Moreover, keep in mind some of the unique grants Brandeis offers, such as the Maurice J. and Fay B. Karpf Peace Award and Ari Hahn Peace Award. Past winners of these grants have shared their intent to fund a female speaker series or rekindle ties between Brandeis and a school in the Middle East with the money.
If using the wrong tone, writing about potential plans to use these grants to positively influence a demographic may seem a bit presumptuous. However, writing in hypotheticals and discussing the possibility respectfully will impress the admission officers with your vision and ambition.
Hundreds of international students call Brandeis University their home every year and differentiating your vision of the school community can be challenging. We here at CollegeVine would love to guide you through the process if you’d like more hands-on help.
May the odds ever be in your favor, and happy writing!
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If you’re working on your Brandeis University application, you might have noticed two important things: there is a writing supplement, and it’s optional.
Before we get to the questions themselves, let’s tackle the optional part. Your application will certainly be complete if you opt not to write the additional essay, but there are some students who should write it anyway. Wondering if you’re one of those students? Ask yourself these questions:
- Is Brandeis a reach school for you? If so, seize this opportunity to share more about yourself with the admissions office. For you, this essay is not optional.
- Is Brandeis a match school for you, one where you look a lot like the average accepted applicant? With an acceptance rate of 33 percent, Brandeis is still turning away far more students than they are admitting. Making a case for the fit between you and the college can be a major factor in whether or not you make the cut. For you, this essay is not optional.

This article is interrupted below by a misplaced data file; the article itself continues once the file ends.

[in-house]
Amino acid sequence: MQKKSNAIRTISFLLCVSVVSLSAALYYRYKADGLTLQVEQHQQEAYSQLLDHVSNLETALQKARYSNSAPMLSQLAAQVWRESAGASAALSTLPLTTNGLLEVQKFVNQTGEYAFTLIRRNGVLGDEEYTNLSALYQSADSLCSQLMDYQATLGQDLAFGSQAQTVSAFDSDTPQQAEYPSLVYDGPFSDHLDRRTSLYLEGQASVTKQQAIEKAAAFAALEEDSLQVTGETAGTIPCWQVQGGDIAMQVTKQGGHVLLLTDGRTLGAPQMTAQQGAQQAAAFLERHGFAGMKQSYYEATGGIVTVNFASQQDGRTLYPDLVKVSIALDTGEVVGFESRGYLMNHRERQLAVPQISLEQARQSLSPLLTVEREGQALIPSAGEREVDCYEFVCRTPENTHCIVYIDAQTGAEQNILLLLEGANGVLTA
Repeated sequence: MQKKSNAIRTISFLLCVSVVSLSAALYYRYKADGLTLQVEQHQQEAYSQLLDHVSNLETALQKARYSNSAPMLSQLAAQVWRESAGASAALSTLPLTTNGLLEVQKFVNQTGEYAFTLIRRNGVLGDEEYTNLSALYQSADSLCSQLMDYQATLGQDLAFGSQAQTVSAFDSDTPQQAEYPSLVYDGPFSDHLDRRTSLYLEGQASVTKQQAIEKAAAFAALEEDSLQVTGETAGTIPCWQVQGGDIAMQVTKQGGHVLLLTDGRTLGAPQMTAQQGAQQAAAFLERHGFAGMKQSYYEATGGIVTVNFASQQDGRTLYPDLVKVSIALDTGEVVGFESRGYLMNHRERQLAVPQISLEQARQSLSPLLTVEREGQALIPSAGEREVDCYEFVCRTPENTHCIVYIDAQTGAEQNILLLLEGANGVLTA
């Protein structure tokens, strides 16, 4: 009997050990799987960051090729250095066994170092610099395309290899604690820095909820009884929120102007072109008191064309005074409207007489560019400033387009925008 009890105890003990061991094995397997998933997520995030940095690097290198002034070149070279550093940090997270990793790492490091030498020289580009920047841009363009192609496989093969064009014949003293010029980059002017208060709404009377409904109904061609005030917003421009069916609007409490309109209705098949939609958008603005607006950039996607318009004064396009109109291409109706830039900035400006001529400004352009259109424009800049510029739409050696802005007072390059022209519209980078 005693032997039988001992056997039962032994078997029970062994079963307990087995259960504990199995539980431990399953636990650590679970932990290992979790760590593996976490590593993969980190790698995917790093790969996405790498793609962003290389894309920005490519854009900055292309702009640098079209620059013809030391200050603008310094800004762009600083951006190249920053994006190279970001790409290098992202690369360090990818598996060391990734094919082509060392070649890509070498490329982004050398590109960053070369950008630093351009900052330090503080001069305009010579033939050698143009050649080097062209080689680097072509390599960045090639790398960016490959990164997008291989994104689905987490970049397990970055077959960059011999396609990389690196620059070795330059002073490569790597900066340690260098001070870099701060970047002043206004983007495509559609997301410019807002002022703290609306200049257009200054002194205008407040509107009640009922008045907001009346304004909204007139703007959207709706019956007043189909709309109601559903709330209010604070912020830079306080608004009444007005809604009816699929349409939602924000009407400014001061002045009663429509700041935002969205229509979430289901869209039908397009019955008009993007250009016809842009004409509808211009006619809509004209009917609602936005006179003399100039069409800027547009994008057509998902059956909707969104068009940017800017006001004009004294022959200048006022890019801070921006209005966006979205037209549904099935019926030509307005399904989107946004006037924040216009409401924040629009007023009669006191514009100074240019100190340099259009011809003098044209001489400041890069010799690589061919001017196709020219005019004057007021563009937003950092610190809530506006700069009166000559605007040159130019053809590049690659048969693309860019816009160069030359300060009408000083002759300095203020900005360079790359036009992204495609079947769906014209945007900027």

- Is Brandeis a safety school for you? Brandeis is eager to admit students who they believe will attend. Let them know you are truly interested by doing the additional writing. For you, this essay is not optional.
Bottom line: if you like Brandeis enough to apply, then you should write the optional essay.
Here’s the good news: students have a choice of three prompts, and at only 250 words or fewer, the essay itself is pretty short.
Option A: Why would you like to attend Brandeis?
The goal here is to help the admissions office understand how you will take advantage of what’s available at Brandeis and why it’s a good fit for you. I strongly encourage including information about your academic goals: what you want to study, a few specific courses that look interesting and why, maybe a professor with whom you’d like to study and why. But it’s also okay to highlight other elements of the university that particularly appeal to you, whether that’s a popular campus club, a special program, or something else. Just don’t do too much; it’s better to go in-depth on a few important elements than to gloss over too many of them.
Option B: Justice Brandeis said, “Most of the things worth doing in the world had been declared impossible before they were done.” Tell us how you would implement change in society that others might think impossible.
Think about an issue that is important to you and how you might solve it, but avoid the temptation to go too big. It’s great if you’d like to crack the challenge of ending world hunger, but we will likely learn more about you if you have an immediate connection to the issue. Keeping your ideas more focused and personal, rather than grandiose, will generally result in a more compelling essay.
Option C: Tell us about something you could talk about for hours and why.
What are you passionate about? Could be The Walking Dead, fixing up your car, the Vietnam War, Andy Warhol, pop culture trivia, or Blake Shelton. Could be serious or silly, well-known or obscure, intellectual or lowbrow. In short, it could be anything. Write about something you truly love, and the admissions office will learn something essential about you. And that’s the ideal outcome for any personal essay.